I’ve been following Dr. Jon’s PetPlace Newsletter. He has wonderful advice on a variety of topics. I’ve pasted in his comments below on adding a new dog into your household. Great advice!
From Dr. Jon http://bit.ly/99tkDM;
If you have a dog and you’re thinking about getting another dog…choose wisely. The better the “match”, the easier the transition will be. A natural hierarchy will develop over the first few weeks and in most cases the older incumbent dog will and should occupy the “alpha position.”
Here are some tips for choosing another dog:
1. Sex – It’s best to choose a dog of the opposite sex. This will decrease the chance of aggression.
2. Breed – Avoid breeds that are known for their aggression toward other dogs (e.g. Pit Bull). Research dog breeds and choose the one that has the best chance of getting along with your resident dog.
3. Personality – Make sure the dogs’ personalities match. If the incumbent dog has lots of energy for playing, it would be appropriate to get a new puppy or young adult dog. If the incumbent is unlikely to tolerate the antics and energy of an adolescent dog, consider getting an older dog.
Once you select your new dog, the “dog-to-dog” introduction is important. Here are some tips on how to introduce two dogs:
1. Keep it friendly – It may be possible to introduce the dogs in a relaxed manner by just letting them sniff and play, as long as both are known to be friendly with other dogs.
2. Take it slow – If you are not sure how the dogs will react, start off cautiously by taking them for a walk together on neutral territory (e.g. a park, not your yard). When they show friendly behavior toward each other or begin to ignore each other, move the exercise to your back yard. Finally, allow the dogs to be together in your home.
3. Watch for signs – Be aware that wagging tails do not necessarily mean that dogs are happy to see each other. A straight up tail that wags stiffly is a dominant sign that may signal aggression. If one dog’s tail is tucked down between its legs, that dog is afraid and nervous. This calls for a gradual, well-supervised approach to avoid making the dog even more fearful. If a dog’s tail is horizontal and wagging in a relaxed fashion, it’s all systems go!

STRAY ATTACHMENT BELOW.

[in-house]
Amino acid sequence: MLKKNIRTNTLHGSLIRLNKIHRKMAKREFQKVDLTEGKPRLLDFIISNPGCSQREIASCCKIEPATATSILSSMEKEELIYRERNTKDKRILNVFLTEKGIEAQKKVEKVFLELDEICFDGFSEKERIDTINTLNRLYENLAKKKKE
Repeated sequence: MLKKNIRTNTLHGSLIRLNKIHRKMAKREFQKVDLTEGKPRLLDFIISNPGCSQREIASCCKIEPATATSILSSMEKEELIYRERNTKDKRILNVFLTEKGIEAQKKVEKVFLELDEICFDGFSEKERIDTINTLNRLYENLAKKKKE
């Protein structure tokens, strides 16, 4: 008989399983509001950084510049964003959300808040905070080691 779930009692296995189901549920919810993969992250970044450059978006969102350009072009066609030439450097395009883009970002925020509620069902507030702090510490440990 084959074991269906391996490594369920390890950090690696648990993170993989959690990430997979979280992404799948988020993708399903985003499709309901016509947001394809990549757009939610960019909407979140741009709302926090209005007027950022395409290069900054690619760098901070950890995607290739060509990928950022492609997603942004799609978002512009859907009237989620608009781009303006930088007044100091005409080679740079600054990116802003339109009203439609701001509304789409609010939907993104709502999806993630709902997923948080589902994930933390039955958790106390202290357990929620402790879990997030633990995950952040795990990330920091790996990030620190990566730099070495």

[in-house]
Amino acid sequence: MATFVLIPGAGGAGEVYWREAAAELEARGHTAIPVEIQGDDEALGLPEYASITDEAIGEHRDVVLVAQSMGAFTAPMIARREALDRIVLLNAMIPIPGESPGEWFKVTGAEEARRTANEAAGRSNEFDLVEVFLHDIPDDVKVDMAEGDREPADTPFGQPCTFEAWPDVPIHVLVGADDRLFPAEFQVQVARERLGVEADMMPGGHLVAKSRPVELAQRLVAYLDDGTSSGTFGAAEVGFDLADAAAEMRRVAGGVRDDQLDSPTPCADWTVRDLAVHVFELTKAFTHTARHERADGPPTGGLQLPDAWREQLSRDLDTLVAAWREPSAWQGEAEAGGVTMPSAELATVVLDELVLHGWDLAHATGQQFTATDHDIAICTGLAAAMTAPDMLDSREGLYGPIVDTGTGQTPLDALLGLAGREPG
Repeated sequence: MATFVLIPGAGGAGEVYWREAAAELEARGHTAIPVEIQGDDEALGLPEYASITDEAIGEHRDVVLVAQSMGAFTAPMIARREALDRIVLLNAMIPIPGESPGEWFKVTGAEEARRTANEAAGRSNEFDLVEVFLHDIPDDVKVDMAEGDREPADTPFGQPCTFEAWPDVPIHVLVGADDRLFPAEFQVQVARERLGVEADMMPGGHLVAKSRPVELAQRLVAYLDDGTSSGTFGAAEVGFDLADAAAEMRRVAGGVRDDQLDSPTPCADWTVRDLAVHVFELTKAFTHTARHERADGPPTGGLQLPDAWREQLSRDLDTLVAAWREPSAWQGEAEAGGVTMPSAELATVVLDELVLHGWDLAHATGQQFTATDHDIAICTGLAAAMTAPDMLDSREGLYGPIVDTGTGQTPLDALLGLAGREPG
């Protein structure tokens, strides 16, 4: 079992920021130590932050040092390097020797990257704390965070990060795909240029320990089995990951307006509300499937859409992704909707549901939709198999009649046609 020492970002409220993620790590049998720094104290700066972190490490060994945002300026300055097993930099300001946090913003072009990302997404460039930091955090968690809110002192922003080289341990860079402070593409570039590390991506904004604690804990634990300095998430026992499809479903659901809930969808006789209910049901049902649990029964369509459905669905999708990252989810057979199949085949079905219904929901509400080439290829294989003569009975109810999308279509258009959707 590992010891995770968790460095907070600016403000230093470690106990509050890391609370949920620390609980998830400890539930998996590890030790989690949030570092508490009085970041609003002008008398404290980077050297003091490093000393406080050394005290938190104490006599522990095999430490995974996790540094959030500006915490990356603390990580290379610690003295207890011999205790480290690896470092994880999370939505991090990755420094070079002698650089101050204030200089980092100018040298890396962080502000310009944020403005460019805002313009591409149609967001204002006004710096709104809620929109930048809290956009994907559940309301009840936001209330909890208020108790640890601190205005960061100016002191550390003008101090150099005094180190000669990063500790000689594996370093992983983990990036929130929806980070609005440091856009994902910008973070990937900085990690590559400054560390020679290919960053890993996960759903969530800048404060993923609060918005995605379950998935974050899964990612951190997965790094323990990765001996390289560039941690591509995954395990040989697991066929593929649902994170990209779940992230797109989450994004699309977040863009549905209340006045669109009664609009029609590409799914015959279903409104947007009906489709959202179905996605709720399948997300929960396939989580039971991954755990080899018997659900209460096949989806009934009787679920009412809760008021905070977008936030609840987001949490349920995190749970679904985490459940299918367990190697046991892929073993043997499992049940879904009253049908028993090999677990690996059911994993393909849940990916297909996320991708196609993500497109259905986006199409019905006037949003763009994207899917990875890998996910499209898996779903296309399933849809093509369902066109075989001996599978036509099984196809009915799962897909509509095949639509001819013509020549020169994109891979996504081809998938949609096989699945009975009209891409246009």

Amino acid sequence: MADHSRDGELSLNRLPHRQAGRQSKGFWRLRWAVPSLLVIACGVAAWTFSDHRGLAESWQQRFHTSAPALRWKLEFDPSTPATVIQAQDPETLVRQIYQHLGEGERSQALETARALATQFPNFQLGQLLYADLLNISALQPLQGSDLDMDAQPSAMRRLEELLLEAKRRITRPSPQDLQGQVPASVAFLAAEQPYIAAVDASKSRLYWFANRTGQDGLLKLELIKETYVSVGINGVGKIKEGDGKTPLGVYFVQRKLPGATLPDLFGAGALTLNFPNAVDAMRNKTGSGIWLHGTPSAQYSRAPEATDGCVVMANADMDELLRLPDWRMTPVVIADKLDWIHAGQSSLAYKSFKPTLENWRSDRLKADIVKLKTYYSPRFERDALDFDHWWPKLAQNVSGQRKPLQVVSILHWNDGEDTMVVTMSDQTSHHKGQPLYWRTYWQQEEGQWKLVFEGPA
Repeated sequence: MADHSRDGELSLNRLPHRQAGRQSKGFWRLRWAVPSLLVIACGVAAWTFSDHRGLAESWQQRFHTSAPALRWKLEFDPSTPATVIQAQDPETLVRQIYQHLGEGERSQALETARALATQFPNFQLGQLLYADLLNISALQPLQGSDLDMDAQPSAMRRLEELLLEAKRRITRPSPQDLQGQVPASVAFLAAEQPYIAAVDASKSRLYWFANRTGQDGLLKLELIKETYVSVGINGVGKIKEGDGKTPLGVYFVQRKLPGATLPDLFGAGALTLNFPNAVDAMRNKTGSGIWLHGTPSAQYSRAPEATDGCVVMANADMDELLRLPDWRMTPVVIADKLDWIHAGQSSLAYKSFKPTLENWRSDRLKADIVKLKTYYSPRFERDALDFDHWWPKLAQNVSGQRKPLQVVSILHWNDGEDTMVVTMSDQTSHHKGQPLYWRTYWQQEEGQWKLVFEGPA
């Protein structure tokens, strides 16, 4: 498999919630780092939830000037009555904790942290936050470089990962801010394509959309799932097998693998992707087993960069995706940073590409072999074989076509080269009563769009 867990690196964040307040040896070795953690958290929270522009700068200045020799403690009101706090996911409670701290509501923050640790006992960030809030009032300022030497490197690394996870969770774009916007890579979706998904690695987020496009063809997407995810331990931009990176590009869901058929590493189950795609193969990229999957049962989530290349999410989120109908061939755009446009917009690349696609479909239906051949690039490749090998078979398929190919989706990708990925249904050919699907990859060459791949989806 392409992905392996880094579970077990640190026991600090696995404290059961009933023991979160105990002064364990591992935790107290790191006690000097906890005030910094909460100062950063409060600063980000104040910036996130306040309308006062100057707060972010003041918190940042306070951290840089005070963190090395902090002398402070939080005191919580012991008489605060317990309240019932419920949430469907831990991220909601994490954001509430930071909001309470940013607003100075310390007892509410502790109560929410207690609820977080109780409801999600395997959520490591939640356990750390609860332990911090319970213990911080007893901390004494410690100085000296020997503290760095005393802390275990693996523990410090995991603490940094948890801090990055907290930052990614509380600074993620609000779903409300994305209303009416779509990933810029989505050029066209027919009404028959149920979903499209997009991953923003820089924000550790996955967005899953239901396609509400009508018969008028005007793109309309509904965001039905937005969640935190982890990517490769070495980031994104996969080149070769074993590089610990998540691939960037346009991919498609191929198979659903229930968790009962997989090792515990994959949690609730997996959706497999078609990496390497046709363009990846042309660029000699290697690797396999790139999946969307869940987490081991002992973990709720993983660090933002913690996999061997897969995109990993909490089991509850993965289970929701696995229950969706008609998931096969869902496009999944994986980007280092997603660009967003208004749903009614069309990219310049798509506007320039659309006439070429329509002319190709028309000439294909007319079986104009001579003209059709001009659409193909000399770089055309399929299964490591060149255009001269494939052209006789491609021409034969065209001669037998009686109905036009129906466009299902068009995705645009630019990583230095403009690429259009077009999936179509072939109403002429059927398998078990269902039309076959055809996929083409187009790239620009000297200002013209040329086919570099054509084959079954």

4. The dominant dog will emerge – When the dogs eventually meet off-leash, one of them is going to need to establish dominance. This is a normal and necessary step in a dog-dog relationship, but sometimes the process can look and sound pretty scary. The dogs will maneuver around each other and may even scuffle to the point at which one dog ends up on his back, with the other dog standing over him. There may be some nipping and grabbing of the neck or throat. Try not to worry too much when this happens. It is normal for dogs to engage in such roughness. Once the dominant dog establishes himself, he probably won’t feel the need to repeat these maneuvers.
5. Support the dominant dog – Once the dogs are together, make sure that you support one dog as dominant (this will probably be the resident dog). Show him that he is “number one” by feeding and petting him first and giving him the favorite sleeping area. Don’t expect the dogs to share. Sharing isn’t normal for most dogs. Feed them separately (across the room) and don’t give really delicious chew toys (rawhides, pig ears) until the hierarchy is secure.
Introducing a new dog into the home can be a lot simpler when it’s done correctly. Don’t get upset when the resident dog tells the newcomer to “bug off.” This is how the new dog learns the house rules. Eventually they should become fast friends.
When adding a new dog to your household, remember to follow the “rules” and to plan for that dog’s medical expenses with a savings account or pet insurance policy. www.petinsurance.com
Until next time,